The Supreme Court has scrapped a contentious law that was seen as a major infringement of the freedom of speech on-line as it allowed the arrest of a person for posting offensive content. Section 66A of the information Technology Act, introduced in 2000, has been declared unconstitutional. Describing the law as “vague in its entirety,” the judges said, it encroaches upon “the public’s right to know.”
The law had been challenged 1st by a law student named Shreya Singhal after 2 young girls were arrested in 2012 for posting comments critical of the total shutdown in Mumbai after the death of Bal Thackeray, the shiv Sena chief. The group that challenged the law in the Supreme Court expanded to include the NGO Common Cause and Bangladeshi writer Taslima Nasreen.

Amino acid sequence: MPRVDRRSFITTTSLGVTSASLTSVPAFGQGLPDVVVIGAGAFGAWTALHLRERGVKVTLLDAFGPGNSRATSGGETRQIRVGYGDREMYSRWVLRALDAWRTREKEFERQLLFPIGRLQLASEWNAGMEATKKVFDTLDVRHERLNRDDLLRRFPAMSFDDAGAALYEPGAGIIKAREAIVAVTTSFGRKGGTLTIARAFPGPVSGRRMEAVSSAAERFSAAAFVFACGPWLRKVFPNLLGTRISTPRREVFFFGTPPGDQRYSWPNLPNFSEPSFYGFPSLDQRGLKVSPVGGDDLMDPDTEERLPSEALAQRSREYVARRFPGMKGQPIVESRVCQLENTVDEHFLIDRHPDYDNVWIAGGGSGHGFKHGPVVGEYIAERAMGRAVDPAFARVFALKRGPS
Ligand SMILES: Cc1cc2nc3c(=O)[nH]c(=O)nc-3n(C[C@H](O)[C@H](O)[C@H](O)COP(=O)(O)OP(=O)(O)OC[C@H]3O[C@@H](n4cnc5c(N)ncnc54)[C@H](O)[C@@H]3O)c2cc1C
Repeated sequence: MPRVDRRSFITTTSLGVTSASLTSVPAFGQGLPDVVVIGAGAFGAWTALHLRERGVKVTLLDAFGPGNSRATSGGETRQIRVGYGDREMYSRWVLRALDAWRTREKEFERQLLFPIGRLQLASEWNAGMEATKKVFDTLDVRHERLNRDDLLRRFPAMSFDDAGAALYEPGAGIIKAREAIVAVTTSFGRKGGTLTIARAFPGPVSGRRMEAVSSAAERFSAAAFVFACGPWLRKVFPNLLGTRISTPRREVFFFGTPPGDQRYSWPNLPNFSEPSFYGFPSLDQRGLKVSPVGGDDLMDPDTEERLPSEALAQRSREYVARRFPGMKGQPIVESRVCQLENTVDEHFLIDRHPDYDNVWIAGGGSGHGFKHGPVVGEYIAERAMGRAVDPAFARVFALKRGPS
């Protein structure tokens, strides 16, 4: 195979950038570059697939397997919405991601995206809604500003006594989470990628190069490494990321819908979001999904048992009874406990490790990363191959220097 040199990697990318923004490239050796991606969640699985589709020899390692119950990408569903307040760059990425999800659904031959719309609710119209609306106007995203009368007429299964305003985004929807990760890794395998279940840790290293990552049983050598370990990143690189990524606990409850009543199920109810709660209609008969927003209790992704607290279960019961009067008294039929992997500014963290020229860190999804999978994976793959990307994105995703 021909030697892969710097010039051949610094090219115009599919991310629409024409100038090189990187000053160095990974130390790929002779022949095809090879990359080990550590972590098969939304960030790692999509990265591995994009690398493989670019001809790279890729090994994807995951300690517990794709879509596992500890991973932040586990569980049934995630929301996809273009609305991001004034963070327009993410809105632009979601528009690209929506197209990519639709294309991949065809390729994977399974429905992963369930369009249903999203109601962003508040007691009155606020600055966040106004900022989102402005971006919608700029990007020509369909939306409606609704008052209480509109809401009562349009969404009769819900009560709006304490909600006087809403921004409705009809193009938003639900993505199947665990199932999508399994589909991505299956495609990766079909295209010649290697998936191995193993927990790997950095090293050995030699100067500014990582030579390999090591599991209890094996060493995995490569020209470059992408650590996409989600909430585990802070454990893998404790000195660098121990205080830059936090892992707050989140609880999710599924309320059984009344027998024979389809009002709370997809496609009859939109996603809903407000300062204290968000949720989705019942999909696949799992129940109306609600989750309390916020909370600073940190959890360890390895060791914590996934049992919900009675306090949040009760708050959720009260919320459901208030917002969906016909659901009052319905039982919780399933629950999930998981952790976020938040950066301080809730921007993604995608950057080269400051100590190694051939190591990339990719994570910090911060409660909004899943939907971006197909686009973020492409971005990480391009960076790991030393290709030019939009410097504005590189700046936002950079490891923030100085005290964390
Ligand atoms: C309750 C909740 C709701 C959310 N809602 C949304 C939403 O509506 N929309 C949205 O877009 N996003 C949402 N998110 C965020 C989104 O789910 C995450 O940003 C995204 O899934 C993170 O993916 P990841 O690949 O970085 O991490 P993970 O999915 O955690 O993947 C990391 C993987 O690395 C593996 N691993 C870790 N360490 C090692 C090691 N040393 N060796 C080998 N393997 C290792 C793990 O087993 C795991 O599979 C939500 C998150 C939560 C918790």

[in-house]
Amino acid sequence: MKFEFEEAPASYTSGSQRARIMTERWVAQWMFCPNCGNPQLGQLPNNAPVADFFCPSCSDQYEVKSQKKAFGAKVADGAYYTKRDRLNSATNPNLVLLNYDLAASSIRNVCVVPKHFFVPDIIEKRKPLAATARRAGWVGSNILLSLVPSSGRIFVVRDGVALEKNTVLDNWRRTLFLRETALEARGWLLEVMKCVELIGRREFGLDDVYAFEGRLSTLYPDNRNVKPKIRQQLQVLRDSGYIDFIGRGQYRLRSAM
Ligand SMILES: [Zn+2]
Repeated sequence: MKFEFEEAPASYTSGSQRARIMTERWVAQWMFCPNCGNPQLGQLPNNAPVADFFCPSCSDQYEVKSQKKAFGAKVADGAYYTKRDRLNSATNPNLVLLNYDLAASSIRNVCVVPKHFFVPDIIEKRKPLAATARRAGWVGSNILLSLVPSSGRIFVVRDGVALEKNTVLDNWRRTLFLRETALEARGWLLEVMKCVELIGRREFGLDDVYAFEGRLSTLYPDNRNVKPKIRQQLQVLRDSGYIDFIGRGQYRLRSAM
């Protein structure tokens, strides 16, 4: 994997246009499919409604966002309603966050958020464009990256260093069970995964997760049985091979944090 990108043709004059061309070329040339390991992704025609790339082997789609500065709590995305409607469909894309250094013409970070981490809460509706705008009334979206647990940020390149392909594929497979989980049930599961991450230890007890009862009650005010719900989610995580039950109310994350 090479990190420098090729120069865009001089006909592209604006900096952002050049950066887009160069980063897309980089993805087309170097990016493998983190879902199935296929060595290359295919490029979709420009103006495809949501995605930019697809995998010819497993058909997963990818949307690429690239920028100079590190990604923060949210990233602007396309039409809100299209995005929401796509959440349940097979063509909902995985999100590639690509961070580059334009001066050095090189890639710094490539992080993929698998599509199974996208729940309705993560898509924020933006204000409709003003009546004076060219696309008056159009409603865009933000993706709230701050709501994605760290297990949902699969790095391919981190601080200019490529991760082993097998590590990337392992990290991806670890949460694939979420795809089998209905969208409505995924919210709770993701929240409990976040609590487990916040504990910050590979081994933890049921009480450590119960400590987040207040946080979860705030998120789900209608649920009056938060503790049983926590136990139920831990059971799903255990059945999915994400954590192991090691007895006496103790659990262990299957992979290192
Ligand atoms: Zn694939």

The contention by most of the petitioners was that Section 66A is vague and permits the police arbitrary interpretation and misuse of the law. The previous government, headed by the Congress, said that the law was necessary to combat abuse and defamation on the internet. The new BJP government also defended the law in court.
Critics of the law said it was misused by political parties to target their opponents and dissidence. A professor in West Bengal was arrested in 2012 for posting a cartoon of Chief Minister Mamata Banerjee, for example.
Section 66A reads: “Any person who sends by any means of a computer resource any information that is grossly offensive or has a menacing character; or any information which he knows to be false, but for the purpose of causing annoyance, inconvenience, danger, obstruction, insult shall be punishable with imprisonment for a term which may extend to 3 years and with fine.”